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A Clucking Good Time at the Foster Farms Chicken Cooking Contest
Posted By foodgal On September 20, 2010 @ 5:05 am In Enticing Events,General,More Food Gal -- In Person,Recipes (Savory) | 17 Comments
In gleaming chef’s whites last Friday at the Culinary Institute of America at Greystone in St. Helena, six amateur and professional cooks took to the stoves, battling one another to come up with a delicious, appealing and creative spin on a protein so commonplace in our diets that most of us eat it at least twice a week.
Of course, that would be chicken.
This was the first ever Foster Farms West Coast Chicken Cooking Contest. The grand prize? A cool $10,000, plus a year’s supply of Foster Farms fresh chickens.
More than 2,000 folks entered the contest, which was limited to entrants from California, Oregon and Washington. On Friday, two regional finalists from each state competed in the final cook-off, which was judged by yours truly, along with Lena Birnbaum, associate food editor of Bon Appetit magazine; Elaine Johnson, associate food editor of Sunset magazine; and Michele Kayal, a contributing writer for the Associated Press and creator of the Hyphenated Chef blog.
The contest is the successor to the long-running National Chicken Cooking Contest, which began in 1949, but ended last year because of economic issues. That was when West Coast-based Foster Farms, family-owned since 1939, stepped in to carry on the tradition with a contest of its own.
The contest was open to both professional and homecooks. Contestants were required to use Foster Farms chicken in their recipes, which were designed to serve four, as well as an abundance of fresh and local ingredients. The only caveat was that the recipes could not involve grilling, as Foster Farms reps wanted recipes that could be cooked year-round in any part of the country.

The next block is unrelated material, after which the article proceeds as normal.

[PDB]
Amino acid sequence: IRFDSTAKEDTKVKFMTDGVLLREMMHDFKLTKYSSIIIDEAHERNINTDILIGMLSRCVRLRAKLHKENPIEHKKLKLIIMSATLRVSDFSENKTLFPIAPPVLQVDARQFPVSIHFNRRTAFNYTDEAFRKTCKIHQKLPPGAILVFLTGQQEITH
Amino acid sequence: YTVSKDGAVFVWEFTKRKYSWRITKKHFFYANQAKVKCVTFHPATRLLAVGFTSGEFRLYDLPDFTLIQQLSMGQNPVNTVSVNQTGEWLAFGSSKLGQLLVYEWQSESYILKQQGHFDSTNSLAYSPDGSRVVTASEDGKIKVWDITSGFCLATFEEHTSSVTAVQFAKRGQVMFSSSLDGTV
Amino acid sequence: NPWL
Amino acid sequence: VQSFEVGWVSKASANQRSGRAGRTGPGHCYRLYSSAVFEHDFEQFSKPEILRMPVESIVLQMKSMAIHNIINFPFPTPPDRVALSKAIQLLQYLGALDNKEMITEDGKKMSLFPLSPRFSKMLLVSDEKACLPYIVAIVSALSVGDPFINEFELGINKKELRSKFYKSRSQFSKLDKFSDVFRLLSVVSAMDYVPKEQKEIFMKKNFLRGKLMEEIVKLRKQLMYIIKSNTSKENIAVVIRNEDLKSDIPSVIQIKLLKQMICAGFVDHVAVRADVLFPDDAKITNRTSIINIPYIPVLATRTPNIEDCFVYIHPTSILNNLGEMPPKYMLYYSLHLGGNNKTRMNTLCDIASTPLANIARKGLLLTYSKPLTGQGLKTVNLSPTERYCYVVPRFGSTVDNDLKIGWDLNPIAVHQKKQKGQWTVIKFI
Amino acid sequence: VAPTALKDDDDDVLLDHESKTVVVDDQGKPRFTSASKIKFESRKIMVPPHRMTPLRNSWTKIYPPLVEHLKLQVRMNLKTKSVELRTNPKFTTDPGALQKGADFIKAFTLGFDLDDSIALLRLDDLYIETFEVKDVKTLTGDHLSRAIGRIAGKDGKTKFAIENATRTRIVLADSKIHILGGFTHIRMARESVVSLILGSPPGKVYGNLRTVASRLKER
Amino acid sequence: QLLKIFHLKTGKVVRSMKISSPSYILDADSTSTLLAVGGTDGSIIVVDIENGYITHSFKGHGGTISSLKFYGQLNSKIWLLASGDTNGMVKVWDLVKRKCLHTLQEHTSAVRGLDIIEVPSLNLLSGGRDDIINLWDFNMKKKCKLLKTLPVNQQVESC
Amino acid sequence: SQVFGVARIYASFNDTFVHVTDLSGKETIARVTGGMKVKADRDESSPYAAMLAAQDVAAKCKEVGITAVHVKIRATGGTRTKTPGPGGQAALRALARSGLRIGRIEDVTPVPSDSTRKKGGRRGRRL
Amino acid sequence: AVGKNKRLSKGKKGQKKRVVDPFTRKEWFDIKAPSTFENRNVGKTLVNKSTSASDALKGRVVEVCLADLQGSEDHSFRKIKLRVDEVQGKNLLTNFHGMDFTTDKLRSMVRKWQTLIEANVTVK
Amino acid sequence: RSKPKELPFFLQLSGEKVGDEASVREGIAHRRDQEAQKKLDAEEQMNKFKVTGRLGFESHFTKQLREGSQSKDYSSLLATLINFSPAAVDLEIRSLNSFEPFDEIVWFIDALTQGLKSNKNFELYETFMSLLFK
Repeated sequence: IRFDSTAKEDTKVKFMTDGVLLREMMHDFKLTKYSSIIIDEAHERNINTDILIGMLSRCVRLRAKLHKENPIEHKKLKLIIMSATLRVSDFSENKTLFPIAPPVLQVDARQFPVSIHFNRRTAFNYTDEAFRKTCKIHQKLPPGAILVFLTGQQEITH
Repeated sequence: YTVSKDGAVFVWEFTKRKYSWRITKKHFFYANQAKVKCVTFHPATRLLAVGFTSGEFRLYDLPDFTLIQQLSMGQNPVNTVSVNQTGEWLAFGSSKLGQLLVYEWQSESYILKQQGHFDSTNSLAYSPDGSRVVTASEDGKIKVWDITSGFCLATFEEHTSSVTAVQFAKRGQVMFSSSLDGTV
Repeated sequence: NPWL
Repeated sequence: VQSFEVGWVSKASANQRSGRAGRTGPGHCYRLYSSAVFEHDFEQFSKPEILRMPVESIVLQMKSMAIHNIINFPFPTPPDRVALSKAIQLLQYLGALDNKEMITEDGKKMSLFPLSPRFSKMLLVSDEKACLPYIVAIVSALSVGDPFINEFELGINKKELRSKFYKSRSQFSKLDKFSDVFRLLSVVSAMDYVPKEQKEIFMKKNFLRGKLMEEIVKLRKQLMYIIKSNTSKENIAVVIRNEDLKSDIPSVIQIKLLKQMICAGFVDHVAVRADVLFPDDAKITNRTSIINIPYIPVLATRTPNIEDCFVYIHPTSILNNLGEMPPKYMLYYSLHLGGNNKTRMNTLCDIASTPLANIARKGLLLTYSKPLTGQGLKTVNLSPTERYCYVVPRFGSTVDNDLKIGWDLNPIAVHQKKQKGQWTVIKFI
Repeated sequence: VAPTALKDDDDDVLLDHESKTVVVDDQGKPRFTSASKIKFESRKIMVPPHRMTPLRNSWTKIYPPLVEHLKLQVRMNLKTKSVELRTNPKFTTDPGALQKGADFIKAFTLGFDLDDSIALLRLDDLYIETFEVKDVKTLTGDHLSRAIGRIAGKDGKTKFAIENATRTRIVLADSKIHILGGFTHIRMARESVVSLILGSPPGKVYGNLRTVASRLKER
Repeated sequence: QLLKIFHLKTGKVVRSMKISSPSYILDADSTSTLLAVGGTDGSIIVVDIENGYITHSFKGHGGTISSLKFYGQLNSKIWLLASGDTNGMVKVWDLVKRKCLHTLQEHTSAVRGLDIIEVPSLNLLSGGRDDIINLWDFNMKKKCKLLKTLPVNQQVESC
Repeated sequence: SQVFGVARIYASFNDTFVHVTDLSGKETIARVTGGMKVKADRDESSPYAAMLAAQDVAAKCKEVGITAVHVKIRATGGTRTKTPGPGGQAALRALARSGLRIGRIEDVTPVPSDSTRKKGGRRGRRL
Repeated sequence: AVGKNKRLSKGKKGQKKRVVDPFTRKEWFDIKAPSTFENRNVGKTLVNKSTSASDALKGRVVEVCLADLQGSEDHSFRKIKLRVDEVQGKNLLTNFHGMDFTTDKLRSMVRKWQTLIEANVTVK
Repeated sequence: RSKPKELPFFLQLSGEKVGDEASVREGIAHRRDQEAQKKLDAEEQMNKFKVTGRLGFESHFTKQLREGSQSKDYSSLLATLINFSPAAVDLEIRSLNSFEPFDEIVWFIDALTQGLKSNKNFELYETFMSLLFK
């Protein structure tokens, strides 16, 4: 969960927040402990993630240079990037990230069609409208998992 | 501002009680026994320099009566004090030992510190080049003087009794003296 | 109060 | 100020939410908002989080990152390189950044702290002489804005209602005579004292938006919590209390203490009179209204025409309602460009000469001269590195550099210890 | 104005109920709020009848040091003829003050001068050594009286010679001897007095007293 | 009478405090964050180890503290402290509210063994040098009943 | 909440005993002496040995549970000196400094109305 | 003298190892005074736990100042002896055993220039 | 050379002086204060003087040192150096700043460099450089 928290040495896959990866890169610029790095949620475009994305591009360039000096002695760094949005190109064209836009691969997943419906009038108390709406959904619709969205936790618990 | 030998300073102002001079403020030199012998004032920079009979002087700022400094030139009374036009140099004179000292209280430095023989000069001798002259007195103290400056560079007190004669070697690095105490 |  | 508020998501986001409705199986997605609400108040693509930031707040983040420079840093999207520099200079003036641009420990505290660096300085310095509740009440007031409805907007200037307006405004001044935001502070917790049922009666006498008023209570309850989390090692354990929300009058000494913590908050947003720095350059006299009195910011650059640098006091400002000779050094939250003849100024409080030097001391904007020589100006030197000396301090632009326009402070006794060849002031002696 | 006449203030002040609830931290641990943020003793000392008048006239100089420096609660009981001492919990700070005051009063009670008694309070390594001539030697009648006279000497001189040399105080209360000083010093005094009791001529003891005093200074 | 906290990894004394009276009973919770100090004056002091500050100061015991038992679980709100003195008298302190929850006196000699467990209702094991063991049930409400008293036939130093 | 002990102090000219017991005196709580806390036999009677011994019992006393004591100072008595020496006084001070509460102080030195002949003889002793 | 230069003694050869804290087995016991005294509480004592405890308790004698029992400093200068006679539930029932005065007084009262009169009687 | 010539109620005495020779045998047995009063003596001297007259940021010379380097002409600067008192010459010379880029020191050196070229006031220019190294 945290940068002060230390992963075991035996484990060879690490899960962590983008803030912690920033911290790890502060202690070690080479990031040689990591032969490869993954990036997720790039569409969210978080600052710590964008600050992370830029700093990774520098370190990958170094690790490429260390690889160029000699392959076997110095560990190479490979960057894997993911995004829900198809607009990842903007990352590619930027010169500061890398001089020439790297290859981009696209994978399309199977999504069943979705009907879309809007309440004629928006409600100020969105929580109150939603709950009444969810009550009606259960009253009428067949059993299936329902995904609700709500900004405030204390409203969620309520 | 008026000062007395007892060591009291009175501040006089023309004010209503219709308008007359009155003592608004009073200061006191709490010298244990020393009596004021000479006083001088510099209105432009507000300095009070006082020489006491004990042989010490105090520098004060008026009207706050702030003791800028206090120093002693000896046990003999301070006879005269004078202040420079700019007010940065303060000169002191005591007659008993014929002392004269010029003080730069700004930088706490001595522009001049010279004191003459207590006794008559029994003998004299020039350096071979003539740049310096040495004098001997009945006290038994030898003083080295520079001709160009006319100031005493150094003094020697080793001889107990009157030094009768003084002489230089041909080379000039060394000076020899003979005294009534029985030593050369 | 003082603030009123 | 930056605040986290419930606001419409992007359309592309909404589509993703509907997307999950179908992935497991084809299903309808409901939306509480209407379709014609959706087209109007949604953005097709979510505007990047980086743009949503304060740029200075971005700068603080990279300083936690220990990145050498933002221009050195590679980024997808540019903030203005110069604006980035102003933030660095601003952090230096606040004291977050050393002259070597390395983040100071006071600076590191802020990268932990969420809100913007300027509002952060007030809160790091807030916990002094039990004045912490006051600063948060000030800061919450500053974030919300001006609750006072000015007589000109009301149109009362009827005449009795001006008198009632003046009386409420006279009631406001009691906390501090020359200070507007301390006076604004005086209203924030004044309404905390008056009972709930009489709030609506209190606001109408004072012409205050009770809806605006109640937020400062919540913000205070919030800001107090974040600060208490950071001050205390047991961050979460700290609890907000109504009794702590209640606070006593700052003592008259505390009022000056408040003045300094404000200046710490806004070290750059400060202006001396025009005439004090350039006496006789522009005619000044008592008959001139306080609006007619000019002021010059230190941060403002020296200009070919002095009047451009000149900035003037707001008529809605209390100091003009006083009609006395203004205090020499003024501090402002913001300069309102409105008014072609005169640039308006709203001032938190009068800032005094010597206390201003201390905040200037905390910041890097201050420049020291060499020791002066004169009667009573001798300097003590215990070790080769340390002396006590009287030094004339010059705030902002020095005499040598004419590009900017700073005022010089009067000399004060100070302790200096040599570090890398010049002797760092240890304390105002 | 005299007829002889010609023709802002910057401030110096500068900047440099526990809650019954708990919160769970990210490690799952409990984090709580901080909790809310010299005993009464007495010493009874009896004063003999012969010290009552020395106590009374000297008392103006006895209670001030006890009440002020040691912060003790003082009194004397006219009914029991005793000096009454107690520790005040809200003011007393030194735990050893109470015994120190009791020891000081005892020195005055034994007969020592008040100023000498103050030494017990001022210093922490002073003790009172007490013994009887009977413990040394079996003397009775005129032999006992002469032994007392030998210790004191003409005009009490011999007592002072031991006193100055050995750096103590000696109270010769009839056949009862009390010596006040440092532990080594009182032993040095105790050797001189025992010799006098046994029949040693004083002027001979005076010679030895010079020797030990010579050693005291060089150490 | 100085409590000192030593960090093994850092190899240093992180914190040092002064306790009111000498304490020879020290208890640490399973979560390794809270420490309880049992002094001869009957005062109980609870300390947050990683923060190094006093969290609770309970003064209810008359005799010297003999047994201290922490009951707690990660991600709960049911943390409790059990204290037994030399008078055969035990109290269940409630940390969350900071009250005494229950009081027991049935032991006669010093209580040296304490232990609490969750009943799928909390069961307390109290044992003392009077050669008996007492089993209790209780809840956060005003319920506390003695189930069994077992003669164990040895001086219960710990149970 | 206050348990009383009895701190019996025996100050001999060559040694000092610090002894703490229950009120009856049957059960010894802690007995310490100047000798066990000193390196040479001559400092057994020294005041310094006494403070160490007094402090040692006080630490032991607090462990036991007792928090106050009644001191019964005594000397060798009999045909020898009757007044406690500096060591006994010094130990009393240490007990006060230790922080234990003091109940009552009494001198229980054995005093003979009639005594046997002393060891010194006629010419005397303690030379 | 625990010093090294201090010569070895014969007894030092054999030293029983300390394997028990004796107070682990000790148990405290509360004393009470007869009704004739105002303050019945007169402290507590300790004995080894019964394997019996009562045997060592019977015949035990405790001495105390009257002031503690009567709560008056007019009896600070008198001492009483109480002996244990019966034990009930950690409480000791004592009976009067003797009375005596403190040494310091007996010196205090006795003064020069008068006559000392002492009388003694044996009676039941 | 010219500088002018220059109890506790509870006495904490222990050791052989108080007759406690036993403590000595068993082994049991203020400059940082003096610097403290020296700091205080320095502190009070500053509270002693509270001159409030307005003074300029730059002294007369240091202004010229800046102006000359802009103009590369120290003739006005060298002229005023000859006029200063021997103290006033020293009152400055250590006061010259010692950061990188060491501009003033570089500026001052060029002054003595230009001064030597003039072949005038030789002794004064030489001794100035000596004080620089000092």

At 8:30 a.m., we judges gathered with forks and knives to taste chicken bright and early. The contestants, who would cook in the kitchen three at a time and have 90 minutes to complete their dish, were already hunched over cutting boards, slicing chicken, chopping garlic and carefully measuring sugar and oil.
The judges would be presented with a contestant’s dish the moment it was completed. And in a fun twist, a fancier plated version cooked by CIA chefs would also be brought to our table so we could see how the home-cooked dish would look if a restaurant served it.
At 9:15 a.m., the first dish arrived: Panko-Crusted Lemon Butter Chicken with Israeli Couscous Salad, created by Rebekkah Leber of Hayward, a culinary school grad and former pastry chef in Portland.
Fifteen minutes later, the second one was put in front of us: Brown Rice Chicken Salad from Marci Adelsman of Kent, Wash., a licensed esthetician and massage therapist.
We chewed and savored, then silently scored our judging sheets for each recipe.
A half hour later, Sesame Chicken with Chili Dip was whisked to our table, cooked by Timmy Baker of Eugene, Ore., an advertising executive at a Eugene newspaper.